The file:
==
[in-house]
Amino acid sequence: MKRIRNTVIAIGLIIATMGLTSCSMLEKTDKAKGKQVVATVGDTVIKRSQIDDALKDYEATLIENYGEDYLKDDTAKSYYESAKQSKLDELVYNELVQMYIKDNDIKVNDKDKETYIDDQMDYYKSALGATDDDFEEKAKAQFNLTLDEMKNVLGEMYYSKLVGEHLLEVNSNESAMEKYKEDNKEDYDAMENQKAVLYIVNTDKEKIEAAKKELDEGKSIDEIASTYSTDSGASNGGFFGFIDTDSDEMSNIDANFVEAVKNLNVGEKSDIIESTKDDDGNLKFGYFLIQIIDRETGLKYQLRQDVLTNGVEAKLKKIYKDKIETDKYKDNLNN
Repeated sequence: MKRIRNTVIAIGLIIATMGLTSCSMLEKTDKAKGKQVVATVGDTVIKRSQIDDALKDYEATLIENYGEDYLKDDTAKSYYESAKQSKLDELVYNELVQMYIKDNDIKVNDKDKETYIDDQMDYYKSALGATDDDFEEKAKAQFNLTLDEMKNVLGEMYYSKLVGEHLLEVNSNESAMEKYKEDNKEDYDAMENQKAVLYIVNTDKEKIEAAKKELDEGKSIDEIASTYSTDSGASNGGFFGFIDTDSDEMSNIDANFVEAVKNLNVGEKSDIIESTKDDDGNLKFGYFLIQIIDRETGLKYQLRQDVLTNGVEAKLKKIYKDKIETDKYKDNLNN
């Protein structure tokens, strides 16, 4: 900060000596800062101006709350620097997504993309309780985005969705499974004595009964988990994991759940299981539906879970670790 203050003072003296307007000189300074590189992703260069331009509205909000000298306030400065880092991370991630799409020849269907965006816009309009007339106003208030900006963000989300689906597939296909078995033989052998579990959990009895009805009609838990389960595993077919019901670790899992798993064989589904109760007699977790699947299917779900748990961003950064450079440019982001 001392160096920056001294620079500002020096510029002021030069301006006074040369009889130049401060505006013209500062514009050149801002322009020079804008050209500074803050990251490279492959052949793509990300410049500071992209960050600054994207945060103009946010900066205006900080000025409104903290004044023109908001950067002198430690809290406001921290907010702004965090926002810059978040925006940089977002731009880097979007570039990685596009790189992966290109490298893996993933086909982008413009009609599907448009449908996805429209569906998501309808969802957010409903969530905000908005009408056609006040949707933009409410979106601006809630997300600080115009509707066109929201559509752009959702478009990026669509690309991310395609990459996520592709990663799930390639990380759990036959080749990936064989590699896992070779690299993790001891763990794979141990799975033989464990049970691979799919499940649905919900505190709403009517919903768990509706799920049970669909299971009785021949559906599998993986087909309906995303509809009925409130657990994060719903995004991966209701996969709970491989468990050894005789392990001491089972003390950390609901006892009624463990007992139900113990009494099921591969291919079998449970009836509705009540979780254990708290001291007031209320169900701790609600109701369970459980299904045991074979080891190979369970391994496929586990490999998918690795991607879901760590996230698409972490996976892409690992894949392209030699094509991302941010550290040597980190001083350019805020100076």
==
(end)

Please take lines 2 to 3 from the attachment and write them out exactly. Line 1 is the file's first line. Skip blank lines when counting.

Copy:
Amino acid sequence: MKRIRNTVIAIGLIIATMGLTSCSMLEKTDKAKGKQVVATVGDTVIKRSQIDDALKDYEATLIENYGEDYLKDDTAKSYYESAKQSKLDELVYNELVQMYIKDNDIKVNDKDKETYIDDQMDYYKSALGATDDDFEEKAKAQFNLTLDEMKNVLGEMYYSKLVGEHLLEVNSNESAMEKYKEDNKEDYDAMENQKAVLYIVNTDKEKIEAAKKELDEGKSIDEIASTYSTDSGASNGGFFGFIDTDSDEMSNIDANFVEAVKNLNVGEKSDIIESTKDDDGNLKFGYFLIQIIDRETGLKYQLRQDVLTNGVEAKLKKIYKDKIETDKYKDNLNN
Repeated sequence: MKRIRNTVIAIGLIIATMGLTSCSMLEKTDKAKGKQVVATVGDTVIKRSQIDDALKDYEATLIENYGEDYLKDDTAKSYYESAKQSKLDELVYNELVQMYIKDNDIKVNDKDKETYIDDQMDYYKSALGATDDDFEEKAKAQFNLTLDEMKNVLGEMYYSKLVGEHLLEVNSNESAMEKYKEDNKEDYDAMENQKAVLYIVNTDKEKIEAAKKELDEGKSIDEIASTYSTDSGASNGGFFGFIDTDSDEMSNIDANFVEAVKNLNVGEKSDIIESTKDDDGNLKFGYFLIQIIDRETGLKYQLRQDVLTNGVEAKLKKIYKDKIETDKYKDNLNN